Over the past twenty years, Canada has sought to encourage more immigrants to move to its smaller cities. The main tool it has used to pursue this goal has been the Provincial Nominee Program (PNP).
The PNP enables provinces and territories across the country to develop their own eligibility criteria for economic class immigrants and then nominate immigrants who meet their labour market needs for Canadian permanent resident status.
The PNP has been effective in reducing the share of immigration to Canada’s three largest provinces (Ontario, Quebec and British Columbia) from 85 per cent when the program was launched in 1999 to about 70 per cent today.
On the other hand, Canada’s federal government and its provinces and territories recognize that more work can be done to promote immigration to smaller cities. This is evidenced by the fact that the federal government has launched many new programs in recent years such as the Atlantic Immigration Pilot (AIP), Rural and Northern Immigration Pilot (RNIP), and plans to launch new programs such as the Municipal Nominee Program (MNP).
Various provinces operate PNP streams to help cities outside of their respective capitals attract more immigrants. For example, Ontario will launch a new Regional Immigration Pilot under its PNP in early 2020. Ontario is pursuing this initiative because nearly 80 per cent of its immigrants go to its capital region (the Greater Toronto Area), which means that many cities across the province struggle to attract enough immigrants to support their economies.
In 2018, 64 per cent of new immigrants to Canada settled in the country’s largest cities (Toronto, Montreal, Vancouver, and Calgary). This makes sense since immigrants look for four things and these cities score high in all of these categories: employment opportunities, existing immigrant communities, settlement supports, and adequate infrastructure such as public transportation.
It is clear, then, that Canada has more work to do to help new immigrants understand the benefits of building a life outside of large cities.
The main priority for new immigrants to Canada is finding a job. Newcomers are attracted to the economic prospects of Canada’s major cities, but they need to know that smaller cities can also offer excellent opportunities. In fact, they may find better job opportunities in smaller towns because they often have a greater need for workers.
These destinations also have fewer young Canadians, new immigrants and Canadians from other parts of the country to fill the vacancies left by the many aging Canadians who are retiring.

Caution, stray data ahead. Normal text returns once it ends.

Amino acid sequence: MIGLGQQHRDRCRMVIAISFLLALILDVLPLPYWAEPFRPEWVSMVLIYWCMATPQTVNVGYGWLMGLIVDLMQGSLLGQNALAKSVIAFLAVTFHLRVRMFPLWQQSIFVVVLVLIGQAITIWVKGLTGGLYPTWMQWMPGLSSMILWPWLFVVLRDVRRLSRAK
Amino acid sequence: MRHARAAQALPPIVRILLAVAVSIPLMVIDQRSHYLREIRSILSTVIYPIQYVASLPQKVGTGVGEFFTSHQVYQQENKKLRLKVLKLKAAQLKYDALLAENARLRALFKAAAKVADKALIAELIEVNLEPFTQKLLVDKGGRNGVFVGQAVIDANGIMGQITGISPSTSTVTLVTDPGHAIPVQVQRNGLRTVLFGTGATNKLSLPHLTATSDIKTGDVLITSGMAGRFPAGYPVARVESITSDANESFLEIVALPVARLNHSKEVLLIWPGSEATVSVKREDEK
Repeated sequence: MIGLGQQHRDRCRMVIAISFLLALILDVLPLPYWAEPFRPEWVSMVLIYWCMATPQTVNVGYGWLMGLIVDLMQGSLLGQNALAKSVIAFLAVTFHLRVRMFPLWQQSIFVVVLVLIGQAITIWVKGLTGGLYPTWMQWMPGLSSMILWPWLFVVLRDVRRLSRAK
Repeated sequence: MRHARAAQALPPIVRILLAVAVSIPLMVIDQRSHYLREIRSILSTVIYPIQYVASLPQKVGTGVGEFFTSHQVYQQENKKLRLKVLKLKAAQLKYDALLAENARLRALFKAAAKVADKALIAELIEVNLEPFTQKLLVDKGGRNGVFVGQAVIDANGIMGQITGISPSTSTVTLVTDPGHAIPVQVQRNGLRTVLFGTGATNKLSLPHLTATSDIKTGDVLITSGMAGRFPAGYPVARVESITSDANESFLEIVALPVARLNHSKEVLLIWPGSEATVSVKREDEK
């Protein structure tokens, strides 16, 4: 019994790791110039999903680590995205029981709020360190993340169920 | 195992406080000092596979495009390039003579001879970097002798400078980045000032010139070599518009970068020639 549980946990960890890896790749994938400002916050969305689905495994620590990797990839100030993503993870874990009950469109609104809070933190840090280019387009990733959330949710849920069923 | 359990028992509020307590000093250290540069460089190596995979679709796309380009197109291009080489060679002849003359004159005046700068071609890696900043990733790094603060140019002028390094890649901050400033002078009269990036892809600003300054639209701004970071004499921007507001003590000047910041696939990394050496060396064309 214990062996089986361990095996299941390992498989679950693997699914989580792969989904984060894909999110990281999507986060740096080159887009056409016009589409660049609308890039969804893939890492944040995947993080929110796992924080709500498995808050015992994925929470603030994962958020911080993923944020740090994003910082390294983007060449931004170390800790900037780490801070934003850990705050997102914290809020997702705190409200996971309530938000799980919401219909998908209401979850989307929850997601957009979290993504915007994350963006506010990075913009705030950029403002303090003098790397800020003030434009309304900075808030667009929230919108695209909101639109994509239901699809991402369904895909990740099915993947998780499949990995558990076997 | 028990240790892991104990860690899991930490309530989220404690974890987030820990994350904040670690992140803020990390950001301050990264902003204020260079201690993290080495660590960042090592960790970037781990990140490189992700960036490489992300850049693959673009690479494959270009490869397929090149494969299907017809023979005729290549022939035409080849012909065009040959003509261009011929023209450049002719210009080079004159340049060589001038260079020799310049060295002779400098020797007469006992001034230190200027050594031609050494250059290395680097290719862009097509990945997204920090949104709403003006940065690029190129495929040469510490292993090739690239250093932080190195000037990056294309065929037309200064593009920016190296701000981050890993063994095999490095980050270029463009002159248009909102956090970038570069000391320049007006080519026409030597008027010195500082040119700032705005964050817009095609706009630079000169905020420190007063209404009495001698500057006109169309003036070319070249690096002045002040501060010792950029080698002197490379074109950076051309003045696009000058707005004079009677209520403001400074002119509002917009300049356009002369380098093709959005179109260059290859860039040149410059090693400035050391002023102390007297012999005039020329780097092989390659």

Consider that Canada’s unemployment rate stands at 5.7 per cent, which is historically low due largely to the country’s aging population and low birth rate.
The unemployment rates of the main destinations for newcomers are as follows:
Only Toronto and Vancouver are currently outperforming the national average. However, as we will see below, settling in those two cities comes at a significant cost.
Many smaller cities in Canada have lower unemployment rates than the national average, which is something new immigrants should take into account when deciding in which community to build their lives:
An additional advantage for newcomers is that smaller cities have less competitive labour markets, which may enable newcomers to find employment faster than in larger cities.
Although Toronto and Vancouver are particularly appealing to newcomers, the cost of living is very high. The biggest expense for Canadians and immigrants alike is housing, and in recent years Toronto and Vancouver have become less affordable cities. The average rent for a two-bedroom apartment in Toronto is now $1,600 and in Vancouver, it is about $1,800. Even if a newcomer can find a higher-paying job in these cities, they will spend much more on housing.
By way of comparison, the average rent for a two-bedroom apartment is about $900 in Moncton, $600 in Trois-Rivieres, $1,300 in Ottawa-Gatineau, $1,200 in Winnipeg, and $1,100 in Saskatoon. Even if you earn a lower salary in these cities, your income will allow you to afford more than in Toronto and Vancouver.
Another major advantage of settling in a smaller city is that newcomers can enjoy a better quality of life than if they had moved to a bigger city. Commute times may be shorter since there is less traffic, and newcomers can access a range of different activities based on their preferences.
Many smaller cities in Canada offer cultural and recreational activities similar to those in larger cities, but also offer outdoor activities such as skiing, hiking and access to beaches. In addition, it can be easier for newcomers to build friendships in such destinations since small communities may be more tight-knit.
Despite the appeal of Toronto, Montreal, Calgary, and Vancouver, new immigrants should give strong consideration to moving to a smaller Canadian city instead. Newcomers have access to plenty of job opportunities in such cities as well as many immigration pathways to choose from. Canada currently offers more than 80 economic class immigration streams, many of which exist to encourage immigrants to build a life in smaller cities.
Kareem El-Assal is the Director of Policy & Digital Strategy at Canadavisa.
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